Are You in Control?

Simple Birds

It was half term last week. I took my children to North Norfolk. We explored sandy beaches, rolling countryside and panoramic skies.  It was as beautiful.

The highlight was a walk across the salt marshes and the sight of a flock of startled geese scurrying across the sky.

 

How do the birds — which let’s be honest are non to bright — manage to create such complicated patterns?

Mathematicians have modelled it, it turns out it isn’t too complicated at all. There are only three rules the birds have to obey:

  1. Alignment – fly the same direction as your neighbours
  2. Separation – avoid other birds that get too close
  3. Cohesion – move towards another bird until it gets too close

A beautifully complicated defense mechanism governed by three simple rules.

French drivers are equally simple

In his book the laws of subtraction Matthew E. May describes another complicated system governed by simple rules. He tells the tale of driving around the Arc de Triomphe in Paris, a roundabout with 12 entrances, no traffic lanes and no signals.

Again the rules are simple:

  1. Give way to traffic entering the junction
  2. Look out for traffic coming from the right
  3. Avoid traffic that gets too close

At least some complicated systems can be controlled with very simple rules.

We operate complicated systems every day

We collect taxes, run hospitals, provide telecommunications, direct air-traffic…

But the way we control our systems is far from simple.  We have multiple business rules, targets, audits, incentives, regulations, policies and procedures.

Which begs the question… Do we understand what the really important rules are?  The rules that make the system work?  Or are we simply cluttering the workplace with endless controls that only get in the way?

Are we clever or bird brained?

Maybe we could learn a thing or two about control from a bird with a brain the size of a walnut, or — heaven forbid — a French driver.

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Bird Brain

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Image by Bertuz

Comments

  1. James,

    I think if expectations are set accordingly, if we know the vision and the purpose, i.e., if we know what we’re supposed to do and are then set free to do it, I think we can achieve the same results as the birds and the traffic circle.

    Love the analogy.

    Annette

  2. Hello James,

    I say that when one looks underneath all the rules and regulations one finds a desire for control interlocked with a mistrust of people. Put differently, those who make the rules distrust people and see rules and regulations as the answer. What is missed? The interconnectedness of life. And the fact that my behaviour is always in a dance with the way the world shows up for me. If for example, driving without seat belts and talking on the phone show up as safe for me then I will continue to do so. The rules and regulations become a hurdle/barrier to work around.

    Let’s take a look at the flocking behaviour of birds. I have often been struck by the beauty of the movements – the way that the birds appear to act as one. Now ask yourself the following question: if one can simulate the flocking behaviour of bird, on a computer, through simple rules does this necessarily mean that the birds are using these simple rules? Before you answer this question ask yourself this one. If both of us, start from my home and end up at your home, and we do so at the same time does that mean that we both necessarily took the same route? Or followed the same rules? Not necessarily, right? Those into computers and cognition, start from the assumption that thinking-rules-algorithms drive behaviour. Then they look for and construct ‘evidence’ and/or explanations to prove their ground: the computer and cognitions ground. What is not clear, is that all of their science (and proof) is based on a taken for granted metaphysics: individuals, subjects v objects, thinking, rules….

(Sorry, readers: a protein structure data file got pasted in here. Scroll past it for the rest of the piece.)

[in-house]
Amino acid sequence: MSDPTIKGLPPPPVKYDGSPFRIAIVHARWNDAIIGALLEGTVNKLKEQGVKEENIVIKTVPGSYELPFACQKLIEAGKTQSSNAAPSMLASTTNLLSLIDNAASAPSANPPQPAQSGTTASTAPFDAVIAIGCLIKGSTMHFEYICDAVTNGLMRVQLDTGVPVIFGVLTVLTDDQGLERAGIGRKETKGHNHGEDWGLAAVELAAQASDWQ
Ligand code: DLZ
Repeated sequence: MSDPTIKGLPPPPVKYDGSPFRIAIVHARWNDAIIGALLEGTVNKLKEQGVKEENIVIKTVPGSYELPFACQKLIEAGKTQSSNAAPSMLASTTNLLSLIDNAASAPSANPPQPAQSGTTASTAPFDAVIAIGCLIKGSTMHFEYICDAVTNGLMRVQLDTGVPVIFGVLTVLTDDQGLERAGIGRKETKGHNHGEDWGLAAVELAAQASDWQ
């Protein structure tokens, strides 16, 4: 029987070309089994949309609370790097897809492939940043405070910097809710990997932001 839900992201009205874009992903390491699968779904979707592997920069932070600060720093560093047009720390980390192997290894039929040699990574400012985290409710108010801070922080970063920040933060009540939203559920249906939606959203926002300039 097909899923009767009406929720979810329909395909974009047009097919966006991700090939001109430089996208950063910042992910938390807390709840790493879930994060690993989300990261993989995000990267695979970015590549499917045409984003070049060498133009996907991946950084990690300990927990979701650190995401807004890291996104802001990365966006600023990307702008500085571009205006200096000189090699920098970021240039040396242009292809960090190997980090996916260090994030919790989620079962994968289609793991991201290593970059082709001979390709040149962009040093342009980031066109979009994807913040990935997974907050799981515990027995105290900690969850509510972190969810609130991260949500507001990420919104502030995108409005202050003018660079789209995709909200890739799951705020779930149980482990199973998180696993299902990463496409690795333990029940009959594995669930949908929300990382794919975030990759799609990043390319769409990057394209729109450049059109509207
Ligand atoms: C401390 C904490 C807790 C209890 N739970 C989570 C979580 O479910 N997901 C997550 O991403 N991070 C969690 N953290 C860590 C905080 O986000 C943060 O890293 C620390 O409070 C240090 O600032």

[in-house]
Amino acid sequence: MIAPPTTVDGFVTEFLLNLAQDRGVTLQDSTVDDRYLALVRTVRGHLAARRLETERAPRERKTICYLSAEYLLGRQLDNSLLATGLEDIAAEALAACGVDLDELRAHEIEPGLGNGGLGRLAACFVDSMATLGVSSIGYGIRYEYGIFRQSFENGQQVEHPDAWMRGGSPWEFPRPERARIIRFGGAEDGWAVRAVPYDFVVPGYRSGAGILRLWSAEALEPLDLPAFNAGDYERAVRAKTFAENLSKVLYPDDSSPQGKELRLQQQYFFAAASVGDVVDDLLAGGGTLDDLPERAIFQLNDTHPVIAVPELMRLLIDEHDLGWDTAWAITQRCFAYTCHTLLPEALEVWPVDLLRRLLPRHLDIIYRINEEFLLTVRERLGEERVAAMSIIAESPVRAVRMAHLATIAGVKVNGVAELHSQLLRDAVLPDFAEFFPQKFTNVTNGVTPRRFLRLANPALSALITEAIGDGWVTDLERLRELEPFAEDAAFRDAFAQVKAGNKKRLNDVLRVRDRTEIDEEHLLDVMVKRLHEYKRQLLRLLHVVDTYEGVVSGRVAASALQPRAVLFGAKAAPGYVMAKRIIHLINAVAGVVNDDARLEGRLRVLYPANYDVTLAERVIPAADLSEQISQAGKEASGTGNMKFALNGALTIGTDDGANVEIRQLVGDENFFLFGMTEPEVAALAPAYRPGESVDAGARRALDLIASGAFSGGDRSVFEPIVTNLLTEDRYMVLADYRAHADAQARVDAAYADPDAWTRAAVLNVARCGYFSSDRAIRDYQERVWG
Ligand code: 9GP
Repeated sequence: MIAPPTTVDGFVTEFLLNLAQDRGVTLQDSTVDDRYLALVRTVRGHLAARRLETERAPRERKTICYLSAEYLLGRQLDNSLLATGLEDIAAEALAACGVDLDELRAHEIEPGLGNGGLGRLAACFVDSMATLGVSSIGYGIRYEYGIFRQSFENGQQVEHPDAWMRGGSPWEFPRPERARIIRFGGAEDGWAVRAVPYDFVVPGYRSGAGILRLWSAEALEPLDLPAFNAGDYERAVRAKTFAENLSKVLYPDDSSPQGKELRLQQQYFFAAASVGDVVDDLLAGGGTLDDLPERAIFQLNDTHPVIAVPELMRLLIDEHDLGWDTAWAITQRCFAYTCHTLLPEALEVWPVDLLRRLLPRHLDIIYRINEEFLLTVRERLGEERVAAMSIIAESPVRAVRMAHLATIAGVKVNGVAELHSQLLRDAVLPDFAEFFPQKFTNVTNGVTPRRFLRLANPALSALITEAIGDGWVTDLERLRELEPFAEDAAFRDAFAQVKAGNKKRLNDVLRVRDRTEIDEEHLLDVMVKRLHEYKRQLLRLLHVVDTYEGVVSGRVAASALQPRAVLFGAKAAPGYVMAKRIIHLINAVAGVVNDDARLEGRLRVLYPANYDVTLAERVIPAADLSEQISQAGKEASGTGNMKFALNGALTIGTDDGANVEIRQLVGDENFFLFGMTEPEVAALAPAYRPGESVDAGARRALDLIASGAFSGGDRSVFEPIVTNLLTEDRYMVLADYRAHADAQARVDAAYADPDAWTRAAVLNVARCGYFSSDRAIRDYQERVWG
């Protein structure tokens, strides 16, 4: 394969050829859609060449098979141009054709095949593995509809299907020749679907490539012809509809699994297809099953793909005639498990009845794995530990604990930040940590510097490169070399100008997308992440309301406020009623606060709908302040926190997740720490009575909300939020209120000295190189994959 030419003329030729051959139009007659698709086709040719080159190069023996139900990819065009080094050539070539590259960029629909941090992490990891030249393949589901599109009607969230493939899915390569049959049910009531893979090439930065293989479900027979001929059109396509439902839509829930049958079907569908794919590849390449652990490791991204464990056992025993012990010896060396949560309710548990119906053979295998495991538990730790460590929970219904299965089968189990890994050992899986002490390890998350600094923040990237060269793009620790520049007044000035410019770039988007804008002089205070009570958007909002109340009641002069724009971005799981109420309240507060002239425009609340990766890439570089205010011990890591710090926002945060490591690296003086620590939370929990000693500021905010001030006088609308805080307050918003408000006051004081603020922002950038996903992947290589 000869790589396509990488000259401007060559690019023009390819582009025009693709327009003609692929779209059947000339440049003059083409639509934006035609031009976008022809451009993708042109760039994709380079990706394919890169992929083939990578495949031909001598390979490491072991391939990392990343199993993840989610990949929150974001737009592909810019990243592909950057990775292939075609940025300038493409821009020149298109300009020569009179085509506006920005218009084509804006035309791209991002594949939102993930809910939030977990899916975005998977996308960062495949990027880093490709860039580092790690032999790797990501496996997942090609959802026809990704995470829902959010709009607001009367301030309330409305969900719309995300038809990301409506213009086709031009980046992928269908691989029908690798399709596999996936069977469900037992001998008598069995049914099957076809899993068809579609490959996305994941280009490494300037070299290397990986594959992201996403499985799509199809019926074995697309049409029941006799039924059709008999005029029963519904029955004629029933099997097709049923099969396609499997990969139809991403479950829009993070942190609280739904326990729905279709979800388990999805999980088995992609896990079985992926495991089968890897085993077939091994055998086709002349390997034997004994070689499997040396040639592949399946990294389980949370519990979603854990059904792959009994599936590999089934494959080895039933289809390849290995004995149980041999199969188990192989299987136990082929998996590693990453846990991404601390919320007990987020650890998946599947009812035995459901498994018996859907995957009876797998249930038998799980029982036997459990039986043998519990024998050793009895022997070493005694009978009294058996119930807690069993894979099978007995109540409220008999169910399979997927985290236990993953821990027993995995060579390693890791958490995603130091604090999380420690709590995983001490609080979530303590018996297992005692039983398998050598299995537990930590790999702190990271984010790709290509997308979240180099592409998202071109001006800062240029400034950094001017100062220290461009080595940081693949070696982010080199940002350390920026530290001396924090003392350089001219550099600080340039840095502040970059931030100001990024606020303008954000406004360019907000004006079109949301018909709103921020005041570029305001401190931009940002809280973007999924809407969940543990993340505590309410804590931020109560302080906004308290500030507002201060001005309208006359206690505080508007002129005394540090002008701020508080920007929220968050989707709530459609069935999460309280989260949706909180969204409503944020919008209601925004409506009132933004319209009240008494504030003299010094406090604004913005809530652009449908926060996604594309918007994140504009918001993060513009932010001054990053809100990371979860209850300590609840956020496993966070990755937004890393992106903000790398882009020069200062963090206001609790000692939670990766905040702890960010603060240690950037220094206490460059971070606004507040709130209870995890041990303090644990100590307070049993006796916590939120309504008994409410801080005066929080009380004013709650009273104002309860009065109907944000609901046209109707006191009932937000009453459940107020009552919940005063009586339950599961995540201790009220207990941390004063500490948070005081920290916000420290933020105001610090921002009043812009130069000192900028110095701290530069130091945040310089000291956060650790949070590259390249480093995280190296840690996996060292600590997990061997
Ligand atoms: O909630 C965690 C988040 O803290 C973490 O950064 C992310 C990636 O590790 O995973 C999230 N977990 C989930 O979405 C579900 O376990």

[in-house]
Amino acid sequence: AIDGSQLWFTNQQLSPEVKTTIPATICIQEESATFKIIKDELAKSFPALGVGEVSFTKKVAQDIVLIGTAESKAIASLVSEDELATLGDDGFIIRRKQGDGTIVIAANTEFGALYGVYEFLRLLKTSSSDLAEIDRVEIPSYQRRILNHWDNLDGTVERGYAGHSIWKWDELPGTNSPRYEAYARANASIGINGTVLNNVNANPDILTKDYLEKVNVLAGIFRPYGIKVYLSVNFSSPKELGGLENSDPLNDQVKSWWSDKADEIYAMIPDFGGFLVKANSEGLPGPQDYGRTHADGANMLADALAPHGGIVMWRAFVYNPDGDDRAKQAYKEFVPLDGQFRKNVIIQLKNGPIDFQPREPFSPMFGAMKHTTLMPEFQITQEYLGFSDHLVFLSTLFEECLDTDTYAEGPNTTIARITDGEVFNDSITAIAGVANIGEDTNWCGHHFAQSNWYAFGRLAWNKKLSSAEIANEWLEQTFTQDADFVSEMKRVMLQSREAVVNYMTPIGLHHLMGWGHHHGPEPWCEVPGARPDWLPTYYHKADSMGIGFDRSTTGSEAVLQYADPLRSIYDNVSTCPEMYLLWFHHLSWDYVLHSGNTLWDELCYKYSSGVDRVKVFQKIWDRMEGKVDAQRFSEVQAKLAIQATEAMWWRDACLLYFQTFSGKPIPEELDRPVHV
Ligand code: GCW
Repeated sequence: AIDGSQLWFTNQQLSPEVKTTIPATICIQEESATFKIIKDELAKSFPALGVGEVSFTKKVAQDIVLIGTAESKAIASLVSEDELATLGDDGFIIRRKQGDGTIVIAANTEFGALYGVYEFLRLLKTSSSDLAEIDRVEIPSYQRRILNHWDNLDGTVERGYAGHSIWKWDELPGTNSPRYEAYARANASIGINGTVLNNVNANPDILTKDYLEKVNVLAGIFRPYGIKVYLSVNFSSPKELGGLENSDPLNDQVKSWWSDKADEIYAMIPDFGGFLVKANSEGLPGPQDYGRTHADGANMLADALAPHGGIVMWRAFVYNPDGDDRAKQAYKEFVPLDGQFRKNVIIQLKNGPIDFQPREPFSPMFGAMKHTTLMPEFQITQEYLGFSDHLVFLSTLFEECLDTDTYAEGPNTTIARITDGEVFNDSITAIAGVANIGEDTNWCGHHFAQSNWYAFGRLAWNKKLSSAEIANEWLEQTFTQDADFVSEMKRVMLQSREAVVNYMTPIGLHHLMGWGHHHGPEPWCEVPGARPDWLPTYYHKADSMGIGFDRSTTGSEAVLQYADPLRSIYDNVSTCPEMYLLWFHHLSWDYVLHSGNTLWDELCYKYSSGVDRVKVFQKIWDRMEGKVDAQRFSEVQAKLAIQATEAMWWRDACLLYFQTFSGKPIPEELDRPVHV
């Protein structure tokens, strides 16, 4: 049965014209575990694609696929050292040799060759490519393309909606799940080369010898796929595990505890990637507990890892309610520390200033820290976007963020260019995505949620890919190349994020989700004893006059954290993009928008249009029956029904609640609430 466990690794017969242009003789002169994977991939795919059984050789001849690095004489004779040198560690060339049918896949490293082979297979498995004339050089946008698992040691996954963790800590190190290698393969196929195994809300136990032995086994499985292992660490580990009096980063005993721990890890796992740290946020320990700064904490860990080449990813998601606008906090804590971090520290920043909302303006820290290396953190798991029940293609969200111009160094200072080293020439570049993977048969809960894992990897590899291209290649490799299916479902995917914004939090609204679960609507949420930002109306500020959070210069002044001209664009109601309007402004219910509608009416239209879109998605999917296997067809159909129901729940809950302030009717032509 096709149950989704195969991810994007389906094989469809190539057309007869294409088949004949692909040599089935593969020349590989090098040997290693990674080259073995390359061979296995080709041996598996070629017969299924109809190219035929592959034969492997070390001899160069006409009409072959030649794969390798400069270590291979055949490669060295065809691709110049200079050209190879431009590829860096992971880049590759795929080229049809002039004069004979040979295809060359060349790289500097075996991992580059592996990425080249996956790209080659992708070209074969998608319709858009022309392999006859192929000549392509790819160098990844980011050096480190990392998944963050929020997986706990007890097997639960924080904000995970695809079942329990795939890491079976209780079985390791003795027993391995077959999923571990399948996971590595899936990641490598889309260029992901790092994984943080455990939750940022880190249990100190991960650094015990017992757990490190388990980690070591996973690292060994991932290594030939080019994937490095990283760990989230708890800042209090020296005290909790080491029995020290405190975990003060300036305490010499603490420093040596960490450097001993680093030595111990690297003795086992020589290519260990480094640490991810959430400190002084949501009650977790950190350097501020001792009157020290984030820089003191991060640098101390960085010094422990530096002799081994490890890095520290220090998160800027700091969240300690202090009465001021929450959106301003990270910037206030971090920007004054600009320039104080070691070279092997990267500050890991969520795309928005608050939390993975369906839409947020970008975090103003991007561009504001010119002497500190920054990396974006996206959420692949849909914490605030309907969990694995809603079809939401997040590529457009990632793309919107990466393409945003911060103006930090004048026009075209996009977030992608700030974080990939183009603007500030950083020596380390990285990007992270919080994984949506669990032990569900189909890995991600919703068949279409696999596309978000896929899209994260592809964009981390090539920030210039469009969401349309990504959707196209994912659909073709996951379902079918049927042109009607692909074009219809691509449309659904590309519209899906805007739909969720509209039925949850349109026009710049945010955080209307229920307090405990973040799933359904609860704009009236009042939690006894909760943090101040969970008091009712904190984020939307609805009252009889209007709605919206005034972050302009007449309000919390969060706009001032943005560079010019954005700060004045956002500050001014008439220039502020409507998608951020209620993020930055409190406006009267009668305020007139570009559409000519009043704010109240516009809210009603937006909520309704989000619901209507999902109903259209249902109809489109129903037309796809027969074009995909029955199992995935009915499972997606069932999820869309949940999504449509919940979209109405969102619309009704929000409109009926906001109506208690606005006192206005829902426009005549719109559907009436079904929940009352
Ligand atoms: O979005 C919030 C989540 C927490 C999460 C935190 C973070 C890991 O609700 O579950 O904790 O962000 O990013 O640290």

Now let’s turn to the drivers and driving at the Arc De Triomphe. Have you every driven there? Has Matthew May driven there? I have (both as a passenger and as driver) as I am married to the French. What I can tell you is that no such rule based behaviour occurs in the sense of people sitting in cars thinking of these three rules. I can tell you that the some French drivers have a feel for the situation. And they ‘feel’ their way around the Arc De Triomphe.
    Other French drivers choose to drive as fast and as recklessly as possible, in an inexpensive car, around the Arc De Triomphe counting on other drivers to make the necessary adjustments. If Matthew May’s argument is correct then it should be possible to build a driverless car, program it with the three rules, and the car should consistently make its way around the Arc De Triomphe even on the busiest occasions. I say this is just a ‘computer-cognition’ dream. And I am willing to be proved wrong. When do you think that we will have driverless cars navigating successfully around the Arc De Triomphe? Would you be willing to bet your daughter’s life on it?

    I do find myself in agreement with the question that you ask: “Do we understand what the really important rules are? “. And it occurs to me that the associated question is this one: “How do we generate the understanding of what the really important rules are?” I say that if you stick to the default way of thinking about human beings and human behaviour you will end up with the nonsense we see around flocking birds and the Arc De Triomphe.

    All the best
    maz

  3. James,
    I find that when there are a lot of rules governing a complex systems it, generally, means that we haven’t worked hard enough on the simplicity of the rules.

    Adrian

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